Thursday, 29 August 2013

PHOTOS:Woman,38,Left Devastated After Being Infected Of HIV By Her Dead Ghanian Lover

Sarah Watson thought she had found the love of her life when she met Ghanaian-born Henry Assumang in 2007.
But less than two years later their relationship broke down. It would be a further year-and-a-half before she would be given the life-shattering news he was HIV-positive.
Describing him as a 'gentleman', Ms Watson said that when she initially met Mr Assumang, she hoped he would help look after her family.

'He always made me feel special - he was very complimentary to me and my children,' she said on ITV's This Morning.

'He took an interest in my children and he fitted in well with my family. He was always there to give love and support.'

But the romance was short-lived and a year into the relationship the couple started having, as Ms Watson described it, 'trust-issues', according to Daily Mail Online.

The mother-of-two said: 'He started to go out a lot and would turn him phone off.'

Six months later, the couple split, but they stayed on good terms and he still took an active interest in her children.

It wasn't until 2010, when police turned up at Ms Watson's door, that she discovered she had contracted the virus.

'Police turned up at my house and asked me what my sexual history was.
'I didn't answer at first and asked why they needed to know.

'They said they had a man waiting to be deported and needed to clarify his relationship history.'

It quickly became apparent that the man in question was Mr Assumang.

Before foreign nationals are deported they are tested for the virus and his test had come back positive.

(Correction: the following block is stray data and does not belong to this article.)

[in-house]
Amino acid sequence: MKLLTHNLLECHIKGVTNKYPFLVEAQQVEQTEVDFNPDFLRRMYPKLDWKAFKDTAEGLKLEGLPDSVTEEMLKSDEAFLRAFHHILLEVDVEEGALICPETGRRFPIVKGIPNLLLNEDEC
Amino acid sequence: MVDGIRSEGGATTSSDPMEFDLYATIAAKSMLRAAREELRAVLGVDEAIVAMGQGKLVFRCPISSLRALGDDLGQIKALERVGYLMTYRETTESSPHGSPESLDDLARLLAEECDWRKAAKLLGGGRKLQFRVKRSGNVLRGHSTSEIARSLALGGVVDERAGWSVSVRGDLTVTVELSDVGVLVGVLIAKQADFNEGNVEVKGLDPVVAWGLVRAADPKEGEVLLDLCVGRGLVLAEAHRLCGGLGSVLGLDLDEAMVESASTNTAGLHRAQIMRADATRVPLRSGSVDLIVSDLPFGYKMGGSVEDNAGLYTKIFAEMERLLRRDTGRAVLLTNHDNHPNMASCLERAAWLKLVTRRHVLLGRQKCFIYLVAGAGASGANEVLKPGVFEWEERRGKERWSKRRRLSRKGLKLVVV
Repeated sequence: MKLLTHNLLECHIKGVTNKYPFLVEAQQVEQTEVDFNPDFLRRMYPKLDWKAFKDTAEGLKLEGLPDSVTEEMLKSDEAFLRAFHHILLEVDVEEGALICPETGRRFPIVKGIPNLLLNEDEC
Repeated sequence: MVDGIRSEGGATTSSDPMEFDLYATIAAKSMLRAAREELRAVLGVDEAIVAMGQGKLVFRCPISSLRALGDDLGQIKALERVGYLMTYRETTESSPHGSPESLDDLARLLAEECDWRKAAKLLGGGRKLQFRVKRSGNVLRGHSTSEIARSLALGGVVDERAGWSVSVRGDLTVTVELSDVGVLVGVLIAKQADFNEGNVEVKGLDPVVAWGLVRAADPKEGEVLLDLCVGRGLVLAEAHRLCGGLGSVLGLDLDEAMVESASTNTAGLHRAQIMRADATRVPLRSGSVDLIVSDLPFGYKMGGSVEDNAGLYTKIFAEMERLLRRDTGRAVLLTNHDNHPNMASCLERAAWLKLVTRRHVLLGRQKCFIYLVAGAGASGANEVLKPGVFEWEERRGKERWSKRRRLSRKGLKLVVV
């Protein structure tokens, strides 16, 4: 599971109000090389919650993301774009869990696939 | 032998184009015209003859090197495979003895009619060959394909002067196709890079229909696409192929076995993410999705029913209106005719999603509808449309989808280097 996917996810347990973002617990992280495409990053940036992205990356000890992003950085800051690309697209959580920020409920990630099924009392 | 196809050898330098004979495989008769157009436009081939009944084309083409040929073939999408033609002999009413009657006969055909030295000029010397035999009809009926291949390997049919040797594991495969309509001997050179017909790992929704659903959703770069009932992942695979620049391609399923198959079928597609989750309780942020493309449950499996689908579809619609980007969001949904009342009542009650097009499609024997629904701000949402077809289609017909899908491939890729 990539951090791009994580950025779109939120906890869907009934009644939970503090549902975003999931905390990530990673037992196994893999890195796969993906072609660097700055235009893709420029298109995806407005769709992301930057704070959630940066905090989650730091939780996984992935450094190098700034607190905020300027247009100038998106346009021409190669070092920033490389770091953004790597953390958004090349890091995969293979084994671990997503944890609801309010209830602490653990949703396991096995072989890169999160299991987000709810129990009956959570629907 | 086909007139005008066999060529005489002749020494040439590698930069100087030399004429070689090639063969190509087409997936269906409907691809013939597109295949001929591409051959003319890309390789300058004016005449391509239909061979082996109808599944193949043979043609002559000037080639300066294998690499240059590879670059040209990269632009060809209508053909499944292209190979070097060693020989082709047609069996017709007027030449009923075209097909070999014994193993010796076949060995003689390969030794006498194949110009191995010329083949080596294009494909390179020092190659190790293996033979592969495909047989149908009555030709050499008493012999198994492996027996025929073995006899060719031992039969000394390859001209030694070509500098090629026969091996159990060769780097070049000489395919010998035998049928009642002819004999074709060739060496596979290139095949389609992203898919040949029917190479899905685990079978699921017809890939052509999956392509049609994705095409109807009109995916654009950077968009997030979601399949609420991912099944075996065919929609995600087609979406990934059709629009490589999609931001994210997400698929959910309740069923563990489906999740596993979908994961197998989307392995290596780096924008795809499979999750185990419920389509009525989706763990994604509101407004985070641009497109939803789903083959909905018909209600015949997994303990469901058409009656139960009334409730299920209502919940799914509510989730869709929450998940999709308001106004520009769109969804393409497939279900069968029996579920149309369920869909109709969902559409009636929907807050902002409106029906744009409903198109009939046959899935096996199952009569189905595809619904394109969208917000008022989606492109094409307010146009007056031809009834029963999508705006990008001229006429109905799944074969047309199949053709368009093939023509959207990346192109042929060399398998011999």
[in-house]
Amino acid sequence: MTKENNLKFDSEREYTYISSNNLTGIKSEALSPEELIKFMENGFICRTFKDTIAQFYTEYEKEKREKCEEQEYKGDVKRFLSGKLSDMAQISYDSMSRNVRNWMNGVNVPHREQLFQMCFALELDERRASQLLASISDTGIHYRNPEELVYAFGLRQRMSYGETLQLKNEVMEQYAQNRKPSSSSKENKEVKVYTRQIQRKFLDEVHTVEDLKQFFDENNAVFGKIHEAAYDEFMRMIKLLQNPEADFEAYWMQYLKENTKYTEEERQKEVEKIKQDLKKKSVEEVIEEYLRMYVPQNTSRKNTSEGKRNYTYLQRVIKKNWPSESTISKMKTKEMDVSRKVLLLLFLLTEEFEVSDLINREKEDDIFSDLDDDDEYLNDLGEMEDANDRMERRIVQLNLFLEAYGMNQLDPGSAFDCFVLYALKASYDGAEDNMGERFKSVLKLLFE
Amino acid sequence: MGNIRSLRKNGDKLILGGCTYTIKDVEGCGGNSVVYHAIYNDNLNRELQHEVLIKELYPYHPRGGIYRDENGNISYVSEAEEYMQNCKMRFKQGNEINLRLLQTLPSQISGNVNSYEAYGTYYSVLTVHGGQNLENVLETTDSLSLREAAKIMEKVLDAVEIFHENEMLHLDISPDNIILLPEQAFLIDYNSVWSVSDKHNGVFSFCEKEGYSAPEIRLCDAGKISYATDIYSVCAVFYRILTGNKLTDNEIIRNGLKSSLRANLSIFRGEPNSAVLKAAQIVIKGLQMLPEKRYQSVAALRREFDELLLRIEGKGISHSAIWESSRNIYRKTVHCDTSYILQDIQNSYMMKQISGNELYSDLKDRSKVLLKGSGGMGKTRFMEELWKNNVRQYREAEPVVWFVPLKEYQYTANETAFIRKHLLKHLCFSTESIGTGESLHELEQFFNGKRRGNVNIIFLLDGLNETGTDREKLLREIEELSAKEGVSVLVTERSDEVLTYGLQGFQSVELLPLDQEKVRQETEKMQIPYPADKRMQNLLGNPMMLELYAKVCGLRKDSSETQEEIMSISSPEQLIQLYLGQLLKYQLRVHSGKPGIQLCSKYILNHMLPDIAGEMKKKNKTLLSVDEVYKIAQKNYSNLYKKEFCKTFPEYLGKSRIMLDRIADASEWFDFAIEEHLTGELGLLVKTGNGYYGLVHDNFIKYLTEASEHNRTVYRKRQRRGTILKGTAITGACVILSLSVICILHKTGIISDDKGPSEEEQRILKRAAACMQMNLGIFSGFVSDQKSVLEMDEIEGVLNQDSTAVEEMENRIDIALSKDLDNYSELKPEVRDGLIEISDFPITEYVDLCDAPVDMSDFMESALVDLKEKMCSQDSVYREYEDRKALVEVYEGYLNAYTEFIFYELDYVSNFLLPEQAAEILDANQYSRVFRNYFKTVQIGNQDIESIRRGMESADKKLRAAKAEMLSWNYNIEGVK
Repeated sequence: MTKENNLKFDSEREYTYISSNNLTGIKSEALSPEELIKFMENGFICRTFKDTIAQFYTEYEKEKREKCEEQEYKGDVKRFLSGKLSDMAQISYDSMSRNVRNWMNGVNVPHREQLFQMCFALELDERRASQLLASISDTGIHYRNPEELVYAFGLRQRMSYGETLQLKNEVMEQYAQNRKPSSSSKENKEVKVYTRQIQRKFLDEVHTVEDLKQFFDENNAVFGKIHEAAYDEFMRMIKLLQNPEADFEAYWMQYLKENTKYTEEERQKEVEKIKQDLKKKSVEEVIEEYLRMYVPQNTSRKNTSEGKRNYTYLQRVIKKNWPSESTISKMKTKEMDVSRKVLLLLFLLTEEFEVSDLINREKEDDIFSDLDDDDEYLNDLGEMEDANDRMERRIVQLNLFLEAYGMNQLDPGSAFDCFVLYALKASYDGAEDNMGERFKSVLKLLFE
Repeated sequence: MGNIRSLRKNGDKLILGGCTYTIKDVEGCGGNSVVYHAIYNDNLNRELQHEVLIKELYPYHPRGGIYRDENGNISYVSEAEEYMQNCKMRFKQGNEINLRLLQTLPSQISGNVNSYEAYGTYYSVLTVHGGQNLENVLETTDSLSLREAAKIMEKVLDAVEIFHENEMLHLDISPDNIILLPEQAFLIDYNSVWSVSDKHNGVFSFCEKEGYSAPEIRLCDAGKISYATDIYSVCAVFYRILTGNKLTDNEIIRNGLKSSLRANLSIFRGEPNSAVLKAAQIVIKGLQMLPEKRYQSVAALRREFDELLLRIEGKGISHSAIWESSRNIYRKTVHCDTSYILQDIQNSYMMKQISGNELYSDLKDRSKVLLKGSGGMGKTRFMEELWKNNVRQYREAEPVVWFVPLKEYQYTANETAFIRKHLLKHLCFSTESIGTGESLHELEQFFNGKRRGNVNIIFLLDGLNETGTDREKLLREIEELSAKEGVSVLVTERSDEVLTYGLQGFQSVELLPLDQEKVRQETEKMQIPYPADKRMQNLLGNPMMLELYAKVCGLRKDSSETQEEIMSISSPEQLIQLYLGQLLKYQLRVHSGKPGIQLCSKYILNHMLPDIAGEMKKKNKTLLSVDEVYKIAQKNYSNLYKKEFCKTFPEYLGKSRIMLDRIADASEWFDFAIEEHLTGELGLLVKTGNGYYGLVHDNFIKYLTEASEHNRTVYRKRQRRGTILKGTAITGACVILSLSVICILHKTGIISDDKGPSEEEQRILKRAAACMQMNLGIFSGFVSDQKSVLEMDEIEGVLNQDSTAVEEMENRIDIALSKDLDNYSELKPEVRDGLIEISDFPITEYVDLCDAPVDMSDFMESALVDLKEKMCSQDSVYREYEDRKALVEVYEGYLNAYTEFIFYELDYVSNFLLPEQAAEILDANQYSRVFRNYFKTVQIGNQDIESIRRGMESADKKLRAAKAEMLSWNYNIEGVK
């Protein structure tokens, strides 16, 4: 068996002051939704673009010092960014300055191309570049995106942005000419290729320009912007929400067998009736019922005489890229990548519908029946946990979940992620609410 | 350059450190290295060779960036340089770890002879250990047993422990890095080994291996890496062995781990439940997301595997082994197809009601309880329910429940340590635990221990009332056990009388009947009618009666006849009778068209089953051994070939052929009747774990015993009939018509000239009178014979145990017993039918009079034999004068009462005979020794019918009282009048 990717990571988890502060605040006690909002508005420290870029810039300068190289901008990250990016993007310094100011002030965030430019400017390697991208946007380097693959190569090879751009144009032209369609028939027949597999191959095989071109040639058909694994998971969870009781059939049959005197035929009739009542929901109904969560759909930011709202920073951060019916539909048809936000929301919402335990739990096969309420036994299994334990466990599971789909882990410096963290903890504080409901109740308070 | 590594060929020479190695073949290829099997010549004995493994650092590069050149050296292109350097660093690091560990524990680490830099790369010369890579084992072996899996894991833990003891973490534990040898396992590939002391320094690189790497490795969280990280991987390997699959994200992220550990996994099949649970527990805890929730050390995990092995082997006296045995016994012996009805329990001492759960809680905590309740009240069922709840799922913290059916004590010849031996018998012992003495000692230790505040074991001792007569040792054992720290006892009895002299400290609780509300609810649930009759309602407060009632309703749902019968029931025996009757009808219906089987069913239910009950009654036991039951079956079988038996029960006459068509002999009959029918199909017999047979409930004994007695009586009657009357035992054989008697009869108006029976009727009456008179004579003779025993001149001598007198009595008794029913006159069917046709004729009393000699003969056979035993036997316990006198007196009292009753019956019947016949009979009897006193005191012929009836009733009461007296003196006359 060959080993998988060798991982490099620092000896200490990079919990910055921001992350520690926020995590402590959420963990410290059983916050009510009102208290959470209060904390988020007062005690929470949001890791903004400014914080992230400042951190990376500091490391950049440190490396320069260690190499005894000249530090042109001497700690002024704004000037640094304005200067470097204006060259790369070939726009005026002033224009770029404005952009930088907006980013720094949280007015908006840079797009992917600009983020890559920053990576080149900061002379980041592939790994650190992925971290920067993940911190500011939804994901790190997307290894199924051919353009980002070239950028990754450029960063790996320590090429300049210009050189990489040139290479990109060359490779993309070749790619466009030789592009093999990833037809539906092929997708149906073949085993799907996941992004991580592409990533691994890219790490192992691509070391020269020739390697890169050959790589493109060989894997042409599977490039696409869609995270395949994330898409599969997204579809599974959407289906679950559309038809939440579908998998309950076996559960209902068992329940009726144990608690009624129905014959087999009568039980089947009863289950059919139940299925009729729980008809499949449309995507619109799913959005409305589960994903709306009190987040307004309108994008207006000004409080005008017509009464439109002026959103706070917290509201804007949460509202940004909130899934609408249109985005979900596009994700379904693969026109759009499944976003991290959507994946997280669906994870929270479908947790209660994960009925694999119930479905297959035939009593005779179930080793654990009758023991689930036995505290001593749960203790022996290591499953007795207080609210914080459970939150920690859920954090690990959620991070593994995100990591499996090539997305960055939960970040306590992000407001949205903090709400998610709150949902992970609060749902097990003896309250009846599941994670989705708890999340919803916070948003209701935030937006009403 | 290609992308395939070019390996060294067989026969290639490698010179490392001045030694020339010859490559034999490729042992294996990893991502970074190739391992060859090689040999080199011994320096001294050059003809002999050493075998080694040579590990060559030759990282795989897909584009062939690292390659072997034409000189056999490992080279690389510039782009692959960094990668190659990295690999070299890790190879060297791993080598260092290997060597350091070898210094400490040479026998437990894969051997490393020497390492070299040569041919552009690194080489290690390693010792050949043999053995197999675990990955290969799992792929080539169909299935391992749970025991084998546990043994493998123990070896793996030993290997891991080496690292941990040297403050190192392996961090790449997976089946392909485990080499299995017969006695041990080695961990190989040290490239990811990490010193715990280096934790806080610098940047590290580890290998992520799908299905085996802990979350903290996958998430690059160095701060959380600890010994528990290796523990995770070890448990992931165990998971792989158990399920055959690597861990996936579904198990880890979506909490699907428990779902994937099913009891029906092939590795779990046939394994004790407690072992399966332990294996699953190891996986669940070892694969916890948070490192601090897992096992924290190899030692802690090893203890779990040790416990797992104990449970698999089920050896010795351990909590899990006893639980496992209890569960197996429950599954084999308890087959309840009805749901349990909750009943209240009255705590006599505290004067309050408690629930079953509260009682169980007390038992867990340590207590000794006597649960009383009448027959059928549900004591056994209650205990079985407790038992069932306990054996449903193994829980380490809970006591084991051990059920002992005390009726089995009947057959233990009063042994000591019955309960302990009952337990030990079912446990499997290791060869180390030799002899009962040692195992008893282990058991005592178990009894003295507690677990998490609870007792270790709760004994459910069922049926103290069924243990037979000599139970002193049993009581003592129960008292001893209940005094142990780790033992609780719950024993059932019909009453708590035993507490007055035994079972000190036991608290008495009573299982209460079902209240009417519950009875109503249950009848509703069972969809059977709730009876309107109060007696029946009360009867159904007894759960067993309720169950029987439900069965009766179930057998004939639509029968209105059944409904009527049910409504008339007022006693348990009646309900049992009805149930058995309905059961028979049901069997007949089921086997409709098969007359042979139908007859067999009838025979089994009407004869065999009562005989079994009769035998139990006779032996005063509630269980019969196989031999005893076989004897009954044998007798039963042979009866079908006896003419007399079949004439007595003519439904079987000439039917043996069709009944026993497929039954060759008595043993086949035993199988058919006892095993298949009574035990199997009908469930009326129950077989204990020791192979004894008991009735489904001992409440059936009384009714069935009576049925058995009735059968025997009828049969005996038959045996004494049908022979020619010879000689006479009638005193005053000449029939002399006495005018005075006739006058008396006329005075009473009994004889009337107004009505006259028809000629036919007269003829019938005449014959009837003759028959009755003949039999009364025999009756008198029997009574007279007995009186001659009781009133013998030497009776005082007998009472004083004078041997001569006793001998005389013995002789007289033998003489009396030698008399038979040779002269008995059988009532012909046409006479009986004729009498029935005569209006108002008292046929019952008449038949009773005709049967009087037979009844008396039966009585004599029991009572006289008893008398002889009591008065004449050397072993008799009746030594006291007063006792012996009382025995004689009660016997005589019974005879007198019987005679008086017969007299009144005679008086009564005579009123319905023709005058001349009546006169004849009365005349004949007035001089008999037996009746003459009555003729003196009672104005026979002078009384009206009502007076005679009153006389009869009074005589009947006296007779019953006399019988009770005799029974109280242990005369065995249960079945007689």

The former shop worker was told she needed an urgent test and her results were fast-tracked.

The following day it was confirmed she too was HIV-positive.

'It completely turned my world upside,' said Ms Watson. 'I was in shock and couldnt believe it.

'When the viral load test came back it also told me I had just six to nine months to live.'

If a person has contracted HIV it is essential treatment be started immediately, or as soon as possible.

If it is caught within 72 hours of transmission, a person can even fight off the virus.
Ms Watson had however lived with the virus for three years without knowing and needed urgent treatment.
Luckily swift intervention after her shock diagnosis has managed to keep her alive.

Despite the 'news' that Ms Assumang was carrying the virus, Ms Watson believes that he knew for many years that he was HIV-positive.

'He was receiving treatment for the condition in 2006, a year before we met,' she said. 'He was fully aware [he had HIV].'

Mr Assumang denied this up until he death, earlier this month. He was charged with GBH for passing on the virus but his case didn't go to trial in time.

Ms Watson is concerned other women may unknowingly have the virus as he went on to have other relationships - and perhaps even one-night stands - after the couple split.

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